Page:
You can find Assets at the bottom of the ad creation screen, under “More asset types.”
While Google Search Ads and Shopping Ads can use remarketing, it’s typically a central part of many Google Display campaigns. Either way, sometimes you want to ensure that you’re reaching new customers, because while targeting is great, you need to expand your funnel to truly scale.
That’s where Performance Max’s “New Customer Acquisition” feature can come into play. This is a targeting feature that allows you to target customers that you aren’t already connected to.
This feature is under the Bidding section of the ad creation process. You can choose to “Optimize campaign for acquiring new customers.” Once you do this, you can either bid higher for new customers than existing customers or only bid for new customers exclusively.
In order to use this feature, you need tohave an audience segment with at least 1,000 active members in at least one network to help identify existing customers so that Google knows who is and isn’t a customer.
Keep in mind that we still recommend keeping some of your standard and remarketing campaigns going, but this is a great feature to use when you’re creating campaigns specifically designed to attract new customers.
Bidding on your branded keywords is a standard strategy for Google Search Ads, and it carries over to Performance Max campaigns, too.
Branded keywords include those that include your brand name or product names, like “Samsung television” instead of just “television.” It allows you to show up in ad results when people search for you, preventing other competitors from snagging your own traffic.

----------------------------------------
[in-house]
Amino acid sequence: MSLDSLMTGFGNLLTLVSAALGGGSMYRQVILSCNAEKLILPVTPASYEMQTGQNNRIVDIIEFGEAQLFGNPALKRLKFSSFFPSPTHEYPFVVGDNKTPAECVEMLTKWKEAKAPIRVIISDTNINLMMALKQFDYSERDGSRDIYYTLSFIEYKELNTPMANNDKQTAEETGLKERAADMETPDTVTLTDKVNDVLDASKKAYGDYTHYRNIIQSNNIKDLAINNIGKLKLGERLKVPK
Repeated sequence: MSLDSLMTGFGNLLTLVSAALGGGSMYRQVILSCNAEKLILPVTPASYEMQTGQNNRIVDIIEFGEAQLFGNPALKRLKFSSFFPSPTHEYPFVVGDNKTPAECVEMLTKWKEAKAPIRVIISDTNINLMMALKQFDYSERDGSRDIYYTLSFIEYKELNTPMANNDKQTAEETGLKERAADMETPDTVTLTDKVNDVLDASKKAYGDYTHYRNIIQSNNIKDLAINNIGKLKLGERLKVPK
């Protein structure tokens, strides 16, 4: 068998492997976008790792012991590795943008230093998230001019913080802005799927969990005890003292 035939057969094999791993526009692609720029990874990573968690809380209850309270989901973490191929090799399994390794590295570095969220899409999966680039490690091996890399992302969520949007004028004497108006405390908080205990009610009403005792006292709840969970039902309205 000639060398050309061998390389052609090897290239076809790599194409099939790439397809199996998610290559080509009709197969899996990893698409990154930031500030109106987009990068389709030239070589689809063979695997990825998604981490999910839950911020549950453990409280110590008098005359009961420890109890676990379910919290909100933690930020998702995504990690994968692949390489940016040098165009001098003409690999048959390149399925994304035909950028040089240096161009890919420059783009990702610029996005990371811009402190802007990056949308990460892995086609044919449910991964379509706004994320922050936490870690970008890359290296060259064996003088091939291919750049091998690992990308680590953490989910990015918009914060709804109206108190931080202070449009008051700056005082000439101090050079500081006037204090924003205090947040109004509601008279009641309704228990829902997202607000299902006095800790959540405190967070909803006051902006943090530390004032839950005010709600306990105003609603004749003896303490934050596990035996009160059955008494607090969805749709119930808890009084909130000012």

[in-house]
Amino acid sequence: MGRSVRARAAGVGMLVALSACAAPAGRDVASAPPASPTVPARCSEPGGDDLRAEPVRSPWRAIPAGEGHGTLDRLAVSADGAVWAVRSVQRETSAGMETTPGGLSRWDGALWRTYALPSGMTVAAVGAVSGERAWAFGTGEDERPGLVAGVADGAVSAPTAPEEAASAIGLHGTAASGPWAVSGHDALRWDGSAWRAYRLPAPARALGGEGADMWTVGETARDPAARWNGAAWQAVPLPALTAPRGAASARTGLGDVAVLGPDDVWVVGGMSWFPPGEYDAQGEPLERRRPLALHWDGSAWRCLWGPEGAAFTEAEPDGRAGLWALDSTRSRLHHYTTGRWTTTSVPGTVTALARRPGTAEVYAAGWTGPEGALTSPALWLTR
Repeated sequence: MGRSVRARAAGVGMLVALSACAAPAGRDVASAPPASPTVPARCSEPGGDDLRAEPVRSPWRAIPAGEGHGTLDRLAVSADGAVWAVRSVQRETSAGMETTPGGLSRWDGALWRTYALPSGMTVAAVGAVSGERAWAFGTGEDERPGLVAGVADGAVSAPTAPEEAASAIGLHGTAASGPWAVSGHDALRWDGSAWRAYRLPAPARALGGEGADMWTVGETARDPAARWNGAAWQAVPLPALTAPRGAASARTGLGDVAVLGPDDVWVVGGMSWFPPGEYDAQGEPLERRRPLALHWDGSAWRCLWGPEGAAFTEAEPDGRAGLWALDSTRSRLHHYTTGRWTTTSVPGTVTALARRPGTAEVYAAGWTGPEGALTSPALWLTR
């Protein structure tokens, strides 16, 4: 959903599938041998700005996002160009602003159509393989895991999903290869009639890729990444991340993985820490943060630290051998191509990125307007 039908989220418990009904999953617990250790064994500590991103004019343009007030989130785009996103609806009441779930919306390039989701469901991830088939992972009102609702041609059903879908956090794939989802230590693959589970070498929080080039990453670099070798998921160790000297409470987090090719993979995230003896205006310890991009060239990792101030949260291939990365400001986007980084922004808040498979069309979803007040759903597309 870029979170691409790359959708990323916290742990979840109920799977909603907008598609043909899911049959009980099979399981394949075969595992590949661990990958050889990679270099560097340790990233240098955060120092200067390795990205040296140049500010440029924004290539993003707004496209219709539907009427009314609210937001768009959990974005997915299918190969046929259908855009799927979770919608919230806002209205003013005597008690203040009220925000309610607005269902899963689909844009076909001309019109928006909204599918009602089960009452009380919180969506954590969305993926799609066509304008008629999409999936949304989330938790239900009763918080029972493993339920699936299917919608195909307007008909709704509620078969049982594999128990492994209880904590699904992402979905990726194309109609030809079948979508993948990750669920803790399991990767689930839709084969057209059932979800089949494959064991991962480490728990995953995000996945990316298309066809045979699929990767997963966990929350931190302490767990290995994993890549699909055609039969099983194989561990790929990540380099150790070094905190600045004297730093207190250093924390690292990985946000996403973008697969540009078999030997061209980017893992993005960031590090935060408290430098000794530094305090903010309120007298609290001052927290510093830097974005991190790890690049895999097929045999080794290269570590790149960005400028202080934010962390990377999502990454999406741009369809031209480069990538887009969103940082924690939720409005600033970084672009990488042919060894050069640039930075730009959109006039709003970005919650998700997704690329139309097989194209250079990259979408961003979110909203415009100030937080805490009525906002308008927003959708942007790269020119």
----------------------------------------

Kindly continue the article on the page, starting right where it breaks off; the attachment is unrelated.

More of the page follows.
We strongly recommend that you have at least one Performance Max campaign with this strategy included. Adding them to your keyword list can help you stay at the top of teh search results for your own branded searches, allowing you to keep more of traffic that was meant for your brand to begin with.
You should always use Google Ads to assess the efficacy of your ad campaigns, and not rely on Google Analytics. There are discrepancies between the two for a number of reasons, including relying on different attribution models or having a delay in reporting data.
For this reason, stick to Google Ads reporting when assessing your Performance Max campaigns. It’s the primary source of data, and it also offers more insights into the ad performance (including ad quality score, number of clicks, and the cost per click) that Google Analytics won’t tell you.
Performance Max campaigns are capable of driving outstanding results, and we’ve seen it ourselves when running campaigns for some of our clients. While they don’t replace Shopping Ads, Search Ads, and Display Ads, knowing how to optimize your Performance Max campaigns can be a game changer.
Want help optimizing your campaigns? Learn more about how we can help you in just 90 days.